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Probing physics in the standard model and beyond with electroweak baryogenesis and effective theories of the strong interactions

Probing physics in the standard model and beyond with electroweak baryogenesis and effective theories of the strong interactions

separate the Standard Model background in such processes in searches for new physics. Universalities among nonperturbative contributions to different event shapes would reduce the uncertainties in these calcualtions greatly, improving our ability to find deviations from Standard Model predictions while also revealing new information about QCD itself. We attempted to find such relations in the Z decay distributions in jet energy, thrust, jet masses, jet broadenings, C parameter, and other variables. The theory, however, did not fully acquiesce to our hopes, leaving us only one relation between the thrust and jet mass sum distributions. Experimental tests of models proposing more extensive relations among these nonperturbative corrections seem to confirm our findings. This suggests a future di- rection of research to define new event shape variables, other than those standardly used in the past, which may receive universal nonperturbative corrections. This task was begun in perturbative QCD in Refs. [161, 162], and could be analyzed also in SCET. Similar methods could also be applied to other classes of events with QCD-jet backgrounds, or to the study of processes with collinear hadrons in the initial state, as occurs at any hadron collider.

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Beyond-the-Standard Model Higgs Physics using the ATLAS Experiment

Beyond-the-Standard Model Higgs Physics using the ATLAS Experiment

Exploring whether there are additional Higgs bosons or exotic decay of the SM Higgs boson can give us direct evidences about physics beyond the Standard Model (BSM). Those include the two Higgs doublet models (2HDMs) [6–9], next-to-minimal superymmetric SM (NMSSM) [10, 11], composite Higgs models [12, 13], which favour the existence of other Higgs bosons in the high-mass regime, as well as lepton flavour violating (LFV) Higgs decay, three photons Higgs decay. There are strong evidences of dark matter from astrophysical observations which could be explained by the existence of weakly interacting massive particles (WIMPs, see Ref. [14] and the references therein). The observed Higgs boson might decay to dark matter or other stable or long-lived particles which do not interact significantly with a detector [15–19] leading to Higgs boson invisible decay.

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Beyond Standard Model Higgs boson physics with the ATLAS experiment at the LHC

Beyond Standard Model Higgs boson physics with the ATLAS experiment at the LHC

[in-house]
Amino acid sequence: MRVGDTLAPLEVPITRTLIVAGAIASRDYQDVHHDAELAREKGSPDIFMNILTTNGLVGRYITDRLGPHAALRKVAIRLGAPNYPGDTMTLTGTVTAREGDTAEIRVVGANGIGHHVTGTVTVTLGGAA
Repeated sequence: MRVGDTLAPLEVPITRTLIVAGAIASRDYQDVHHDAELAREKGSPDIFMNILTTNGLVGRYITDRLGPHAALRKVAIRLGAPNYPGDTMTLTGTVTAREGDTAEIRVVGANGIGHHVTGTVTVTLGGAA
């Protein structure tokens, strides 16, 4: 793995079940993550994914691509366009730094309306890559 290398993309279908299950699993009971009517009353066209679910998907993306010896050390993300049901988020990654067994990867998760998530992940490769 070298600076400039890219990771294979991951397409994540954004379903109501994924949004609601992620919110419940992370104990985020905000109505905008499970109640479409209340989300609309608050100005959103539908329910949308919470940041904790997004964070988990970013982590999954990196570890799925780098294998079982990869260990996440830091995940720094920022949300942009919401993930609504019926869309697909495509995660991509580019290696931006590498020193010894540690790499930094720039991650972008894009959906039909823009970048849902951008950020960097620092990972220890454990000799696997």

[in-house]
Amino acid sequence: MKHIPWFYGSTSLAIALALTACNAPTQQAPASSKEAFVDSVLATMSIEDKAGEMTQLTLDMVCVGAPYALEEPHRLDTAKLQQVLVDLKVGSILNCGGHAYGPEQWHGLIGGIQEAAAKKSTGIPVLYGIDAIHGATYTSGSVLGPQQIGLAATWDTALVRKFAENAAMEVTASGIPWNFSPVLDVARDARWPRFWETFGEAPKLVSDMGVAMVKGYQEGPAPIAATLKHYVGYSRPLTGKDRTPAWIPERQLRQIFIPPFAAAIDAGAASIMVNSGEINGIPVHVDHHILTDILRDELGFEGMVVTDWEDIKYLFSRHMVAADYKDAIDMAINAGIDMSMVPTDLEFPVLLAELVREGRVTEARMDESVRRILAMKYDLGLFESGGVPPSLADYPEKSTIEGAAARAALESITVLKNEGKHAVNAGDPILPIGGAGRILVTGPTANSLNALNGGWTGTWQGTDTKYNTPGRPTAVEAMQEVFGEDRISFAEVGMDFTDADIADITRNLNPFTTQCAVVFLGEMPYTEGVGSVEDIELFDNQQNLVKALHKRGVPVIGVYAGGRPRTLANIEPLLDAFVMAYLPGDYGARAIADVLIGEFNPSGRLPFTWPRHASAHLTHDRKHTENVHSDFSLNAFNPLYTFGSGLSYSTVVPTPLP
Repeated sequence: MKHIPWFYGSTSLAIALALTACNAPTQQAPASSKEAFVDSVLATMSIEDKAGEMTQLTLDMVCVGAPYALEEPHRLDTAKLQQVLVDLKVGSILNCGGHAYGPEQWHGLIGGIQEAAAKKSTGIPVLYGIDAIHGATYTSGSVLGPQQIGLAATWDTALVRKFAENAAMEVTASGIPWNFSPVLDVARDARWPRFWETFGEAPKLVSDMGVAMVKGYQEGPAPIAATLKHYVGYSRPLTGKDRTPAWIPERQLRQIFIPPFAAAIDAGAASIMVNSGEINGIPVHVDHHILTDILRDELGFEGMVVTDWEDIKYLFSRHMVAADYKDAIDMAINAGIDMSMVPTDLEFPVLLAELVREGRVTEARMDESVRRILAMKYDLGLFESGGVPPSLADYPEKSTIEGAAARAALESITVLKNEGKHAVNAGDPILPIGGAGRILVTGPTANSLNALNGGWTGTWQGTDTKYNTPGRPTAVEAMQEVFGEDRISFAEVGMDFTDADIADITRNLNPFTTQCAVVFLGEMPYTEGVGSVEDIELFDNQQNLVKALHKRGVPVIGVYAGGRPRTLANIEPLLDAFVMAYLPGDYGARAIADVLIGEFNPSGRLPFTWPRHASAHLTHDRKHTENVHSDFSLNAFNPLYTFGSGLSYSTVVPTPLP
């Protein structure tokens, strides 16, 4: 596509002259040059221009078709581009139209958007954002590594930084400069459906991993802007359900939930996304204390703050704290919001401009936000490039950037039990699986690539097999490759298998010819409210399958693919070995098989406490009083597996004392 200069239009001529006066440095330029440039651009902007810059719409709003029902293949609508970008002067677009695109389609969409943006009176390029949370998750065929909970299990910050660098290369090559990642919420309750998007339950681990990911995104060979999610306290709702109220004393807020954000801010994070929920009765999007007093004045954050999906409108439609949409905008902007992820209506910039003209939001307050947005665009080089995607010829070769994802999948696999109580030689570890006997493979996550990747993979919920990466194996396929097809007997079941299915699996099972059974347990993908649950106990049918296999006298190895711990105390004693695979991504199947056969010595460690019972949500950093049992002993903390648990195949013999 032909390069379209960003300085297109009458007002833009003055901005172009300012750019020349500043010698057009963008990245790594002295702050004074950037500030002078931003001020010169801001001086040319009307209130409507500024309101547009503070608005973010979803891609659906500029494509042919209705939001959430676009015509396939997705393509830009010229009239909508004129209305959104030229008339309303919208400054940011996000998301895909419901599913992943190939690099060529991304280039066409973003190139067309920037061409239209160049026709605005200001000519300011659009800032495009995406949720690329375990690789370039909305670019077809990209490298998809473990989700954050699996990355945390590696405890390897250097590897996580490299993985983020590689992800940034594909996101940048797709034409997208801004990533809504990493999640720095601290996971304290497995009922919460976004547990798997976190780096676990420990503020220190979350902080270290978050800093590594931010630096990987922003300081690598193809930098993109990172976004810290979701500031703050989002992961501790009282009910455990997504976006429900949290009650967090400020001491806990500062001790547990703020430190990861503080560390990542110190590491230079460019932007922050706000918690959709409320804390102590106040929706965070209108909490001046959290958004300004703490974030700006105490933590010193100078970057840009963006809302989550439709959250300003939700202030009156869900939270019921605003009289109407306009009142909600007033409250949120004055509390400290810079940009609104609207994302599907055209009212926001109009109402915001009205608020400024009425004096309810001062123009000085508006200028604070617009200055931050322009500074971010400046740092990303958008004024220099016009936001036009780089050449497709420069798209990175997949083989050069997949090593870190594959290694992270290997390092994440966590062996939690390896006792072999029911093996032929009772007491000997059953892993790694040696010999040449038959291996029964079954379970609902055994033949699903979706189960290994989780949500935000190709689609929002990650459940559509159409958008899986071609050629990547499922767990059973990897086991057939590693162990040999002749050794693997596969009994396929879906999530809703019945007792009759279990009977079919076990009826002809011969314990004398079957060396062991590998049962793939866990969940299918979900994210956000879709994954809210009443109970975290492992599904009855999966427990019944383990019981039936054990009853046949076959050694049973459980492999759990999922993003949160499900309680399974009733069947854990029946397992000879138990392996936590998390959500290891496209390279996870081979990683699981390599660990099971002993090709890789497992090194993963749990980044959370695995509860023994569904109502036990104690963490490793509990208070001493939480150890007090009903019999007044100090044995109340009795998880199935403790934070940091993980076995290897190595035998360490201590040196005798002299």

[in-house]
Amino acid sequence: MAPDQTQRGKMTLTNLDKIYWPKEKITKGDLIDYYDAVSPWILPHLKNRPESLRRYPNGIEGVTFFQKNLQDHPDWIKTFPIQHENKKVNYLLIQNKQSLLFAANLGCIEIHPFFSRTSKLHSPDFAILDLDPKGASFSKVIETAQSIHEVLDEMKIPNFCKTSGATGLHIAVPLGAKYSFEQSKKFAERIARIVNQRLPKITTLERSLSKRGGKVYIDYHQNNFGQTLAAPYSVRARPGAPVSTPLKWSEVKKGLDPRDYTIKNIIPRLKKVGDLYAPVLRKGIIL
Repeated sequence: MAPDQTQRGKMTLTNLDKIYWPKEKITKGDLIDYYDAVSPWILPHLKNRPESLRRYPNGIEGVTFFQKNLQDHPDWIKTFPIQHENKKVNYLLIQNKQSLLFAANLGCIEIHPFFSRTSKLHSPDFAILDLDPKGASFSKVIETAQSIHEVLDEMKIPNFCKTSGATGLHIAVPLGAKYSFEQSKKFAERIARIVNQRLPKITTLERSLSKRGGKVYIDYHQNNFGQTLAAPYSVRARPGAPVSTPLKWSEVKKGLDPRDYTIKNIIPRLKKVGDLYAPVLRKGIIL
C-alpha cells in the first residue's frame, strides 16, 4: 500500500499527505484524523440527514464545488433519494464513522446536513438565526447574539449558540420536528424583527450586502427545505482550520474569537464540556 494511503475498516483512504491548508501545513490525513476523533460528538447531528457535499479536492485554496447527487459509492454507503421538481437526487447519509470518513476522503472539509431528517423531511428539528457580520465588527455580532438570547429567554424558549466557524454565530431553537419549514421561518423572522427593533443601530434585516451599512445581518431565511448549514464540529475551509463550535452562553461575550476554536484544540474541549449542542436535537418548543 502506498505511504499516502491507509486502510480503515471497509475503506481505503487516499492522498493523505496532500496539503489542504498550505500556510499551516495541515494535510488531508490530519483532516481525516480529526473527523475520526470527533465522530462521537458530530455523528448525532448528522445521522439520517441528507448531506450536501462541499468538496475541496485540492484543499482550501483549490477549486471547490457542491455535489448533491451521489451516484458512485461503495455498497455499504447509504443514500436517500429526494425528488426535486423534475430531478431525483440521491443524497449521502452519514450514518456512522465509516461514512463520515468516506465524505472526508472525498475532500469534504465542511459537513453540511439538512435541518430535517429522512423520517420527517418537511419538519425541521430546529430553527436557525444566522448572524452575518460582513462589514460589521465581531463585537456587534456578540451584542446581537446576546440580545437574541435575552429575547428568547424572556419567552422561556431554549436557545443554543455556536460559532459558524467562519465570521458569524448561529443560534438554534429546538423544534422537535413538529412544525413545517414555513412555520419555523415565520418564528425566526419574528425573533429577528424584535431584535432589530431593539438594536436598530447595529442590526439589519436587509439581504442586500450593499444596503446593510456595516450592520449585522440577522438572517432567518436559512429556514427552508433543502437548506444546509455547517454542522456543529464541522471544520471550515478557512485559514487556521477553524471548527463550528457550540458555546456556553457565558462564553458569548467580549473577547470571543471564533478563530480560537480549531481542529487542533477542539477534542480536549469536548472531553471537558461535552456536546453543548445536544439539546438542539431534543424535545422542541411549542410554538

The recent observation of a new particle with mass 125–126 GeV at the LHC [1,2] opens a new era for particle physics. The detailed study of the production and decay modes of the new particle provides invaluable input to answer the question of whether this is indeed the long-sought Standard Model (SM) Higgs boson [3–8]. The first measurements indicate that the new particle is indeed compatible with the SM Higgs boson, see e.g., [9]. Nevertheless, many more measurements and data will be needed to extract reliable conclusions. This task is further complicated by the fact that many beyond SM physics scenarios include a SM-like Higgs boson, which is part of an extended scalar sector. In that case, searches for beyond SM Higgs bosons are very interesting, since they provide direct information on a possibly extended scalar sector, and hence they are complementary to the precise measurements of the properties of the new particle.

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Beyond the Standard Model Higgs Physics using the ATLAS Experiment

Beyond the Standard Model Higgs Physics using the ATLAS Experiment

The recent discovery of a Higgs boson with a mass of ap- proximately 125 GeV, and hence the mechanism respon- sible for electroweak symmetry breaking, represents a tri- umph of the physics program at the LHC [1, 2]. Current measurements on the properties of the discovered boson, such as its couplings, show consistency with those for a Higgs boson in the Standard Model (SM) [3]. However, further measurements and data are needed to show this conclusively. Even with such a SM-consistent Higgs bo- son, there are still issues within the SM - one example is the quantum corrections to the Higgs boson mass that have quadratic divergences. Possible extensions to the SM Higgs sector include adding a further Higgs doublet, col- lectively known as Two-Higgs-Doublet Models (2HDMs) [4]. A specific case of which, the Minimal Supersymmet- ric SM (MSSM) [5, 6], can solve these divergences.

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Neutrino mass implications for physics beyond the Standard Model

Neutrino mass implications for physics beyond the Standard Model